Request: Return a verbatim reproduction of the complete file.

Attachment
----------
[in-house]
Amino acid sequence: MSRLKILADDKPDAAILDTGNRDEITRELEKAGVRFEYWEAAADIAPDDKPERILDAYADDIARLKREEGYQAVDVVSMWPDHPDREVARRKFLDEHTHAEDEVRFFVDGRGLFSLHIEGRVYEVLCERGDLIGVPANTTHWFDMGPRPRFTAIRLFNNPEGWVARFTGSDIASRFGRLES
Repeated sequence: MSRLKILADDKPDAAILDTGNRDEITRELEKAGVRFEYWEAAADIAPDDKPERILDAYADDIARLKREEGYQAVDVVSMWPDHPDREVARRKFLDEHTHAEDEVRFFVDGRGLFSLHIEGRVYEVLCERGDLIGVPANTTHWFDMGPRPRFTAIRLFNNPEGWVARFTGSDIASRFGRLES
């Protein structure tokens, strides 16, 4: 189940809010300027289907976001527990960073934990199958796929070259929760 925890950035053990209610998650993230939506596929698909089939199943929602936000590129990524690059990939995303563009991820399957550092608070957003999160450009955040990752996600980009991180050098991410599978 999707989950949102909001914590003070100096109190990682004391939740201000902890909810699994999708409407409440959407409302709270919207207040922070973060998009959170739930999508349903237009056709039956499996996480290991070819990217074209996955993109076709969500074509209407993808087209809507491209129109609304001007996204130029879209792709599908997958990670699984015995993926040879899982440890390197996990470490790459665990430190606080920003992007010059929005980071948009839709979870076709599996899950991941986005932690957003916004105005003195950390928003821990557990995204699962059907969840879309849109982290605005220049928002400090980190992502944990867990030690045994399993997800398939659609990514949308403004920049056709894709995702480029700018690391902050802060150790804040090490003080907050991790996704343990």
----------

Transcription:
[in-house]
Amino acid sequence: MSRLKILADDKPDAAILDTGNRDEITRELEKAGVRFEYWEAAADIAPDDKPERILDAYADDIARLKREEGYQAVDVVSMWPDHPDREVARRKFLDEHTHAEDEVRFFVDGRGLFSLHIEGRVYEVLCERGDLIGVPANTTHWFDMGPRPRFTAIRLFNNPEGWVARFTGSDIASRFGRLES
Repeated sequence: MSRLKILADDKPDAAILDTGNRDEITRELEKAGVRFEYWEAAADIAPDDKPERILDAYADDIARLKREEGYQAVDVVSMWPDHPDREVARRKFLDEHTHAEDEVRFFVDGRGLFSLHIEGRVYEVLCERGDLIGVPANTTHWFDMGPRPRFTAIRLFNNPEGWVARFTGSDIASRFGRLES
């Protein structure tokens, strides 16, 4: 189940809010300027289907976001527990960073934990199958796929070259929760 925890950035053990209610998650993230939506596929698909089939199943929602936000590129990524690059990939995303563009991820399957550092608070957003999160450009955040990752996600980009991180050098991410599978 999707989950949102909001914590003070100096109190990682004391939740201000902890909810699994999708409407409440959407409302709270919207207040922070973060998009959170739930999508349903237009056709039956499996996480290991070819990217074209996955993109076709969500074509209407993808087209809507491209129109609304001007996204130029879209792709599908997958990670699984015995993926040879899982440890390197996990470490790459665990430190606080920003992007010059929005980071948009839709979870076709599996899950991941986005932690957003916004105005003195950390928003821990557990995204699962059907969840879309849109982290605005220049928002400090980190992502944990867990030690045994399993997800398939659609990514949308403004920049056709894709995702480029700018690391902050802060150790804040090490003080907050991790996704343990």